The flagship national event of Scotland’s Towns Week is Scotland’s Towns Conference, held this year on the 19th November, in the magnificent Paisley Town Hall. Organised by Scotland’s Towns Partnership – Scotland’s ‘go-to’ organisation for Scotland’s Towns – this year’s conference was the largest ever, attracting almost 200 participants and a large number of exhibitors.
Attempting to chair such an event means that the details get a little lost in the blur of speakers and timings, so these personal comments are inevitably impressions and quick responses.
The overall sense I got from the stage and from mingling with participants was a phenomenal sense of energy and buzz. From the very opening to the reception at the end, participants were fully engaged and enthused with what is going on in Scotland’s Towns. There was a real sense of opportunity and ambition in the air.
Paisley of course has in many ways become synonymous with the adverse implications of change. But from the Leader of Renfrewshire Council’s welcome, through a couple of short presentations on the ambition and re-energisation underway in Paisley, and including the excellent conference setting of the Town Hall and Abbey, Paisley lived up to the conference strapline ‘proud past, positive future’.
Derek Mackay, the Towns Minister, kept his promise (no, not a vow) to come and present the Town Centre Action Plan one year on. In a wide-ranging, comprehensive and as it turned out, valedictory address he laid out the actions underway to re-think Scotland’s Towns. His move to be Minister for Transport and the Islands, means he will be a tough act to follow.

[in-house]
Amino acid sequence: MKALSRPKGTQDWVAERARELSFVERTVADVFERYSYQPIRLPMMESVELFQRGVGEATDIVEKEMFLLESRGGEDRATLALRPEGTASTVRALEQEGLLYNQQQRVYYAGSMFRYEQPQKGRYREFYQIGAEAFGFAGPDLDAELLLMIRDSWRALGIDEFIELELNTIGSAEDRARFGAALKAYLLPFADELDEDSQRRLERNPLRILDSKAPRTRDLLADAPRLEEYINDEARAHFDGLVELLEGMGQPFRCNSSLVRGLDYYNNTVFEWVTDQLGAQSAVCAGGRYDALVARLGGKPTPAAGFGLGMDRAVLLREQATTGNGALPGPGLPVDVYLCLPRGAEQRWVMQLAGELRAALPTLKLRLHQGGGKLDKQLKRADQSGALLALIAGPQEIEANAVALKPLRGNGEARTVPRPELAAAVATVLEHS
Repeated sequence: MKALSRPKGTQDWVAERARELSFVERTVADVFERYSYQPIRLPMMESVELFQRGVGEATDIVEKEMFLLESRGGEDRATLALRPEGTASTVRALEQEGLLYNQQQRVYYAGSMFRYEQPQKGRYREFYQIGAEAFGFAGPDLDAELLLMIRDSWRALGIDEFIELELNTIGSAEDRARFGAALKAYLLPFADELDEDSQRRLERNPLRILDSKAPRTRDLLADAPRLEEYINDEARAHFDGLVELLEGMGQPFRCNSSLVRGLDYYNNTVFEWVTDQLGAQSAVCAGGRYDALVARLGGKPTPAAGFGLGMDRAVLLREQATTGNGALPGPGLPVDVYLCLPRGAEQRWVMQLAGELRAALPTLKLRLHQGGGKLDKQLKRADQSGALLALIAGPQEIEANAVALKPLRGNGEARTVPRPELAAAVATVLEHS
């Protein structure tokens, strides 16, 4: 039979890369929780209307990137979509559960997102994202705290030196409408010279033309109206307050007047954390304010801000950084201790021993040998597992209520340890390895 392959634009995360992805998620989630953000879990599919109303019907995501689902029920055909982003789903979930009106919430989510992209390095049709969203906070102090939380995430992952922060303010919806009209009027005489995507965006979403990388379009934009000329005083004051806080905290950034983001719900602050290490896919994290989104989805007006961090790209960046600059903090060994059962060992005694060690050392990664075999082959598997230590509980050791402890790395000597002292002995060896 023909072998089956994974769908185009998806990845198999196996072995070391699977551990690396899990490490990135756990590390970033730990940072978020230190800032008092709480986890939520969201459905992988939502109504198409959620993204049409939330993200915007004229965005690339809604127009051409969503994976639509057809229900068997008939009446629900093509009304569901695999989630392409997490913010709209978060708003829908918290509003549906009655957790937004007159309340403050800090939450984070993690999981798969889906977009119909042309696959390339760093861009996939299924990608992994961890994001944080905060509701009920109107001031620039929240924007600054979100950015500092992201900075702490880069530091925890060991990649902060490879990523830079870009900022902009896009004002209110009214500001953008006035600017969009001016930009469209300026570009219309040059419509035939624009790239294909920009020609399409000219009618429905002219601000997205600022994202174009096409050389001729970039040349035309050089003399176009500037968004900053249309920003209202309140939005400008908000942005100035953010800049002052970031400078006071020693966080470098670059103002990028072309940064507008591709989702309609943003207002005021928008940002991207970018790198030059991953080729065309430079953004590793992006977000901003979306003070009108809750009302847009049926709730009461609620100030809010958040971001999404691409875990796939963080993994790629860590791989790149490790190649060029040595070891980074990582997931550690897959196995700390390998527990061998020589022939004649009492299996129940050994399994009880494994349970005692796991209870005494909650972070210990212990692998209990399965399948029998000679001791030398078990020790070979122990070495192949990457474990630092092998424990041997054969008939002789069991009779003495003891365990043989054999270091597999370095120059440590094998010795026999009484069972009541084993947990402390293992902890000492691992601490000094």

The ethos of the conference this year was about sharing and learning and the day was structured around very short presentations, discussion tables, drop-in focused topic tables, panel debates and interaction. It is hard to pick out highlights, but Gerard Finnegan on Derry’s journey and Claudia Zielske’s tour de force on what ‘the town is the venue’ really means in Huntly stood out for me. The digital panel debate looking to the future for towns and the energising discussion of what ‘entrepreneur’ should mean in a local authority and public sector context also promoted much response and interaction.
The final session of the day was indeed a bit different as David Chapman explored urban design and townscapes in Northern Sweden, where annual temperature fluctuations are between -30° and +30°C. Showing just how we need to ‘work with, not against the environment’ he gave much food for thought, though his idea of an ice lecture theatre for next year’s conference is not one we will be taking on.
All conferences require strong supporters and Land Engineering deserves thanks as the principal sponsors as do the main partners Renfrewshire Council and the Scottish Government. Fringe events were organised by Springboard, Heritage Lottery Fund, Swipii and William Hill and a range of other supporters and exhibitors also lent support and finance. Thanks to all.
Further thoughts from the conference will appear on the STP’s website in due course, and a summary film and Storify are under preparation. Various participants tweeted during the day (many thanks) and everything can be viewed at #STC14.
The proof of any success of any such event is not the day itself but the lasting connections and activities it generates across communities in Scotland. If the conference buzz is anything to go by, then Scotland’s towns will be more interesting places in the coming years.
And if you’ve not been to Paisley in a while, go there and keep an eye on what’s going on.